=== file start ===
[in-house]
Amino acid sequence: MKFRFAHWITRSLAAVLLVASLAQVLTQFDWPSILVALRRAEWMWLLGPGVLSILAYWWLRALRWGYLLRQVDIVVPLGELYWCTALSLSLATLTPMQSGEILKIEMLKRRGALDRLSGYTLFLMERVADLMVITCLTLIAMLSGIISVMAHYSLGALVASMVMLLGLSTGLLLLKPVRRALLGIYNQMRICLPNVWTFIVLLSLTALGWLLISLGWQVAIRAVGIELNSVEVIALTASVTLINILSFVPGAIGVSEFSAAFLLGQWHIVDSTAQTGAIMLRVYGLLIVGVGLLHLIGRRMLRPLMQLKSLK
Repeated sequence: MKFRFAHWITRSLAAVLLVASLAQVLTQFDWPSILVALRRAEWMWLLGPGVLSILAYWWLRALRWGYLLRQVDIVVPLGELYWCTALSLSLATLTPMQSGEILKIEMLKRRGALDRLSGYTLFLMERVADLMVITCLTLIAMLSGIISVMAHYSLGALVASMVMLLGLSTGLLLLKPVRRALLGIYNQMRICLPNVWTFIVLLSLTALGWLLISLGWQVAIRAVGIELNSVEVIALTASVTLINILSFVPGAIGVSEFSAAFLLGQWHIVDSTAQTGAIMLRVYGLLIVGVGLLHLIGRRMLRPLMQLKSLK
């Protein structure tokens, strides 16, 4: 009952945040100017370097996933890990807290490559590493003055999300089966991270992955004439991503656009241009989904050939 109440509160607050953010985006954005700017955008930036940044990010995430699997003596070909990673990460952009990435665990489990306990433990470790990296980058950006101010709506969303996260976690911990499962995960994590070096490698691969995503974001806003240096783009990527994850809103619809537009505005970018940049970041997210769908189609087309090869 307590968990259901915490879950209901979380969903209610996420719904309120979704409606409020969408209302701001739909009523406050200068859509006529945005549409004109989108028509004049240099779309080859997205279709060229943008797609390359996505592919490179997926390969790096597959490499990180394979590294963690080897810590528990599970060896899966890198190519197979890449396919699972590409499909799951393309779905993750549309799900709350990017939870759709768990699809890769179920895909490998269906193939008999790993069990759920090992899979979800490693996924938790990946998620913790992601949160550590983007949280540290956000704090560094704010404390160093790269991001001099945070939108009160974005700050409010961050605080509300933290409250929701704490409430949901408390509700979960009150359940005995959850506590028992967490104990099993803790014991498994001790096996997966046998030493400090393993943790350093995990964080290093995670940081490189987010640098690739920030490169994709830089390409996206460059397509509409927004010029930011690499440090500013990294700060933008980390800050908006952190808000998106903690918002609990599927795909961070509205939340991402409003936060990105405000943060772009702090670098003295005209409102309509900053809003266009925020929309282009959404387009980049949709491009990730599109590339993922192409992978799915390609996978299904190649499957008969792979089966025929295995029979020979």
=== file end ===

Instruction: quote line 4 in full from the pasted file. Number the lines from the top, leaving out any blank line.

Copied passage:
């Protein structure tokens, strides 16, 4: 009952945040100017370097996933890990807290490559590493003055999300089966991270992955004439991503656009241009989904050939 109440509160607050953010985006954005700017955008930036940044990010995430699997003596070909990673990460952009990435665990489990306990433990470790990296980058950006101010709506969303996260976690911990499962995960994590070096490698691969995503974001806003240096783009990527994850809103619809537009505005970018940049970041997210769908189609087309090869 307590968990259901915490879950209901979380969903209610996420719904309120979704409606409020969408209302701001739909009523406050200068859509006529945005549409004109989108028509004049240099779309080859997205279709060229943008797609390359996505592919490179997926390969790096597959490499990180394979590294963690080897810590528990599970060896899966890198190519197979890449396919699972590409499909799951393309779905993750549309799900709350990017939870759709768990699809890769179920895909490998269906193939008999790993069990759920090992899979979800490693996924938790990946998620913790992601949160550590983007949280540290956000704090560094704010404390160093790269991001001099945070939108009160974005700050409010961050605080509300933290409250929701704490409430949901408390509700979960009150359940005995959850506590028992967490104990099993803790014991498994001790096996997966046998030493400090393993943790350093995990964080290093995670940081490189987010640098690739920030490169994709830089390409996206460059397509509409927004010029930011690499440090500013990294700060933008980390800050908006952190808000998106903690918002609990599927795909961070509205939340991402409003936060990105405000943060772009702090670098003295005209409102309509900053809003266009925020929309282009959404387009980049949709491009990730599109590339993922192409992978799915390609996978299904190649499957008969792979089966025929295995029979020979």